The Economics of Producing Your Own CD
|May 9th, 2013|
This was a live CD, so getting the raw material was free except for equipment. We made multitrack recordings of ourselves at seven consecutive dances using a splitter snake and a StudioLive 16.4.2. The StudioLive is expensive and bulky; if we were doing this now we'd just use my VSL1818 (~$400 new).
We had about eight times more recorded than we needed, so we needed to choose just the best tracks. This again was free, except we needed to spend a long time listening. But hey; we do that anyway.
Going from rough recordings to CD-ready tracks was the first task we couldn't share. Luckily one of our band members is a recording engineer. She spent about 30 hours creating the final stereo recordings, which she billed at $1320.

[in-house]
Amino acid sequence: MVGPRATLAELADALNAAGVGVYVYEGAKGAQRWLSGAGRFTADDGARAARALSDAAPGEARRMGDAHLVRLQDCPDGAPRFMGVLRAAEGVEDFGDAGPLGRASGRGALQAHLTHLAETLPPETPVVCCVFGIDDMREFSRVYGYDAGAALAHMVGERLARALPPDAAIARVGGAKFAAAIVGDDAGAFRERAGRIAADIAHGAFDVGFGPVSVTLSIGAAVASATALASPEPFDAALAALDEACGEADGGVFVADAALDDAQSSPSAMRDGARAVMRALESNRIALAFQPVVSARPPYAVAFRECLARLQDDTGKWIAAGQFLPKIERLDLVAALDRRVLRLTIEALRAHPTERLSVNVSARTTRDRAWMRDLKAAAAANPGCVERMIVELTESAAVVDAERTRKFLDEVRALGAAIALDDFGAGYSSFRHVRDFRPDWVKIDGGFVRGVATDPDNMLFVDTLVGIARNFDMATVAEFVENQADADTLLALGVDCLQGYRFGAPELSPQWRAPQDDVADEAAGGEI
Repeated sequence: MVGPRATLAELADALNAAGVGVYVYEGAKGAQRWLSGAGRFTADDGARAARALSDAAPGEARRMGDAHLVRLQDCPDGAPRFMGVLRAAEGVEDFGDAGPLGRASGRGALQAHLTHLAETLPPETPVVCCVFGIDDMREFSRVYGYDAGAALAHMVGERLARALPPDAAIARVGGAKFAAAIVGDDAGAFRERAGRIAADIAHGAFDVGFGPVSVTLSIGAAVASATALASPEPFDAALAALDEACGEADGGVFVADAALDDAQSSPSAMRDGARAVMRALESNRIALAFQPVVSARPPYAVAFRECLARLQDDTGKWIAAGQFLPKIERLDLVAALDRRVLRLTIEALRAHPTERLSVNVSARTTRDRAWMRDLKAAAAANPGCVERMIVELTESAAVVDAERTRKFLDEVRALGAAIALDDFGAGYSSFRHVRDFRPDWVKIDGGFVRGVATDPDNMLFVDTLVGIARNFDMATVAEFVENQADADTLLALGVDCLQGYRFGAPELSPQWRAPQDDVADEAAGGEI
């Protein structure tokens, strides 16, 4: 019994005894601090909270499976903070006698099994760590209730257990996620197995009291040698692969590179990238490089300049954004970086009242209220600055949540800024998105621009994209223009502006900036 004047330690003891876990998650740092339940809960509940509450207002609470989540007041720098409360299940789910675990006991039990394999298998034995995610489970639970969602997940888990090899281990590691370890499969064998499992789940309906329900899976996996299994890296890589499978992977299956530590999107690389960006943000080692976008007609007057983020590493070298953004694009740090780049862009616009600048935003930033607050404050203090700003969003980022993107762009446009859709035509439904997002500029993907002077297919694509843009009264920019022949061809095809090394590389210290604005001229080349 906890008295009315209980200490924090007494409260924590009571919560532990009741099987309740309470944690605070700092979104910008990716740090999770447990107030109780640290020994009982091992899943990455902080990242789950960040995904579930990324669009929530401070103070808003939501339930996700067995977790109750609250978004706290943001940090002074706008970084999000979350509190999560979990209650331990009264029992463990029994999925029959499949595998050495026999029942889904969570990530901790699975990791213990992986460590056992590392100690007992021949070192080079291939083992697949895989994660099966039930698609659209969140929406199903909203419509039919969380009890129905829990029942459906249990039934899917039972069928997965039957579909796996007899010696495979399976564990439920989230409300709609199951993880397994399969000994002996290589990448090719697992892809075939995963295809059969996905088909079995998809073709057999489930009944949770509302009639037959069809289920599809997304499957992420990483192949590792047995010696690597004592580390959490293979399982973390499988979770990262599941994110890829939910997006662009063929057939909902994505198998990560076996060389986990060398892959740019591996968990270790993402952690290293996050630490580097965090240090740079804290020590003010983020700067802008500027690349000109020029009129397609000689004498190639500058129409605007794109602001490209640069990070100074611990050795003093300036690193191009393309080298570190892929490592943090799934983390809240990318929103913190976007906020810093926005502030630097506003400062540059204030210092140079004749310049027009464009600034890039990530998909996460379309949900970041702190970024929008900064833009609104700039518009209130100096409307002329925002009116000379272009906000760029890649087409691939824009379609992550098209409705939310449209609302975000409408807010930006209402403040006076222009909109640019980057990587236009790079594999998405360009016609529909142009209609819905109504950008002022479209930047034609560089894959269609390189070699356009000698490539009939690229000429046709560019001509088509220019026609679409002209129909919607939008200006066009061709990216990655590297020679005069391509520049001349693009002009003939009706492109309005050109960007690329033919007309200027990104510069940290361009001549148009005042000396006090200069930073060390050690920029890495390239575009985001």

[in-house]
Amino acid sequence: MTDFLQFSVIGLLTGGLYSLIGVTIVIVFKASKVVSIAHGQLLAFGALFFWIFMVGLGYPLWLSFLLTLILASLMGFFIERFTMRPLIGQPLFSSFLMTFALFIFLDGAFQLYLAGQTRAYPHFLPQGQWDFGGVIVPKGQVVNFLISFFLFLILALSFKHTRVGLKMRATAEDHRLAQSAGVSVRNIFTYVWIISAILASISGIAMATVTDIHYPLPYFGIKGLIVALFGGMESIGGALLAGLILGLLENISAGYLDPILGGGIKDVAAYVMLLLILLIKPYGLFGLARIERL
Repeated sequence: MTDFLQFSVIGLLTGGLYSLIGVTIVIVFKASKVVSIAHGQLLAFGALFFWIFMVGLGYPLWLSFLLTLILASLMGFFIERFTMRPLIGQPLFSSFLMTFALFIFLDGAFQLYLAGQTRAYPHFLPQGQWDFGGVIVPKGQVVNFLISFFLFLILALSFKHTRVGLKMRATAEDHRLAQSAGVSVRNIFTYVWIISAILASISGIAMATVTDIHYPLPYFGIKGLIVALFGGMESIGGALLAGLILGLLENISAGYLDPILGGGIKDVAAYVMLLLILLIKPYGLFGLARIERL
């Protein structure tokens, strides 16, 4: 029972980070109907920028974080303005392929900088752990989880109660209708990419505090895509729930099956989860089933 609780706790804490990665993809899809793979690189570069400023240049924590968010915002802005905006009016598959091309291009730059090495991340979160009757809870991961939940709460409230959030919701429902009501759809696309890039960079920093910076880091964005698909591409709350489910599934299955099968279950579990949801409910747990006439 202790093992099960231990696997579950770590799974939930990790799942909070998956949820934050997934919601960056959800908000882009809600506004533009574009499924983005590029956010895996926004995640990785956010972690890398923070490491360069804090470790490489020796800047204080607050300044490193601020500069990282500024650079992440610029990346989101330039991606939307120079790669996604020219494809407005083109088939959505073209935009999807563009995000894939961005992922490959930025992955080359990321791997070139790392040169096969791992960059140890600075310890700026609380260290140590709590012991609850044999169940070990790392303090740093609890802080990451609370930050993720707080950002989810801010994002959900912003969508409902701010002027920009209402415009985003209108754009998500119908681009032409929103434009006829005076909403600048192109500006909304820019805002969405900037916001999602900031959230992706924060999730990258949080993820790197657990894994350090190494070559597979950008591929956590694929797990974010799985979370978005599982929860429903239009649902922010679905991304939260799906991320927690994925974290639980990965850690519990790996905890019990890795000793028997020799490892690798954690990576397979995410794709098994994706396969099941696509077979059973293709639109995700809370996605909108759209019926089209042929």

We printed 500 copies via groovehouse for $659.47. This included the CDs, cardboard sleves, a front-cover stamp, and a stamp pad. The track listing stamp was smaller, so we bought it separately, for $24.60. Julia made some of the designs, I made the rest, all we counted as free. Physical costs per cd were $1.37.
Most of the tunes on the CD were traditional tunes that are out of copyright. Of the rest, two were written by band members and two were written by other people.  The going rate (which might be set by law?) is apparently 9.5 cents per copy, so reimbursing Keith Murphy for "On the Danforth" and Paul Gitliz for "Flying Home to Shelly" cost $95.
Total costs are:
We're selling the CDs for $10/each, so we break even at 210 CDs. As of 2013-05-09, five months in, we've sold 127.
$1320 mixing, production $684.07 CD printing and cases $95 copyrights $2099.07 total
We're also selling electronically on bandcamp. So far we've only sold four this way; most of the time people want to buy at our dances.
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